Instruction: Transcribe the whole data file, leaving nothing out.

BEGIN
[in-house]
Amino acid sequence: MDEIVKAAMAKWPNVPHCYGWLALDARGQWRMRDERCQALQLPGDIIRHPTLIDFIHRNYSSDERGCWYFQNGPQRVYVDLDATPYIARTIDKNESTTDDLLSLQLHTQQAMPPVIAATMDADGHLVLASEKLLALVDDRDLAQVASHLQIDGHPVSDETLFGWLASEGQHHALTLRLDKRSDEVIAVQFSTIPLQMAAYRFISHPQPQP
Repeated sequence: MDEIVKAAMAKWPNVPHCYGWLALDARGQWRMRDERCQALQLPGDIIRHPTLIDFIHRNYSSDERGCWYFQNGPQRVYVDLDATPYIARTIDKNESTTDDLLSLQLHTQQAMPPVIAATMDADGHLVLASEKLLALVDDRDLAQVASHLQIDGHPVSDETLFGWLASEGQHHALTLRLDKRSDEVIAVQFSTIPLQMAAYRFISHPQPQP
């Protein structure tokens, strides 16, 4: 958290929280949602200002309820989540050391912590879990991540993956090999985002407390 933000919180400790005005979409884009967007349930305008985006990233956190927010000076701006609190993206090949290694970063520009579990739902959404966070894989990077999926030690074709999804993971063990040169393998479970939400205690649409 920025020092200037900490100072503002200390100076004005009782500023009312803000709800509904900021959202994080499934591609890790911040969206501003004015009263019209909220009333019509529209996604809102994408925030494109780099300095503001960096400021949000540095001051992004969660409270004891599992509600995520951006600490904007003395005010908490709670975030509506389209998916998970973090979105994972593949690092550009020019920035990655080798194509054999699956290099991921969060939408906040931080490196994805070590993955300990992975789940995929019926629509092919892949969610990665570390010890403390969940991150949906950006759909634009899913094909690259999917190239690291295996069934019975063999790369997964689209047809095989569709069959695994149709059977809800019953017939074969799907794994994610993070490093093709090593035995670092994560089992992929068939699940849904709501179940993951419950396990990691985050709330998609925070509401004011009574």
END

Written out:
[in-house]
Amino acid sequence: MDEIVKAAMAKWPNVPHCYGWLALDARGQWRMRDERCQALQLPGDIIRHPTLIDFIHRNYSSDERGCWYFQNGPQRVYVDLDATPYIARTIDKNESTTDDLLSLQLHTQQAMPPVIAATMDADGHLVLASEKLLALVDDRDLAQVASHLQIDGHPVSDETLFGWLASEGQHHALTLRLDKRSDEVIAVQFSTIPLQMAAYRFISHPQPQP
Repeated sequence: MDEIVKAAMAKWPNVPHCYGWLALDARGQWRMRDERCQALQLPGDIIRHPTLIDFIHRNYSSDERGCWYFQNGPQRVYVDLDATPYIARTIDKNESTTDDLLSLQLHTQQAMPPVIAATMDADGHLVLASEKLLALVDDRDLAQVASHLQIDGHPVSDETLFGWLASEGQHHALTLRLDKRSDEVIAVQFSTIPLQMAAYRFISHPQPQP
């Protein structure tokens, strides 16, 4: 958290929280949602200002309820989540050391912590879990991540993956090999985002407390 933000919180400790005005979409884009967007349930305008985006990233956190927010000076701006609190993206090949290694970063520009579990739902959404966070894989990077999926030690074709999804993971063990040169393998479970939400205690649409 920025020092200037900490100072503002200390100076004005009782500023009312803000709800509904900021959202994080499934591609890790911040969206501003004015009263019209909220009333019509529209996604809102994408925030494109780099300095503001960096400021949000540095001051992004969660409270004891599992509600995520951006600490904007003395005010908490709670975030509506389209998916998970973090979105994972593949690092550009020019920035990655080798194509054999699956290099991921969060939408906040931080490196994805070590993955300990992975789940995929019926629509092919892949969610990665570390010890403390969940991150949906950006759909634009899913094909690259999917190239690291295996069934019975063999790369997964689209047809095989569709069959695994149709059977809800019953017939074969799907794994994610993070490093093709090593035995670092994560089992992929068939699940849904709501179940993951419950396990990691985050709330998609925070509401004011009574």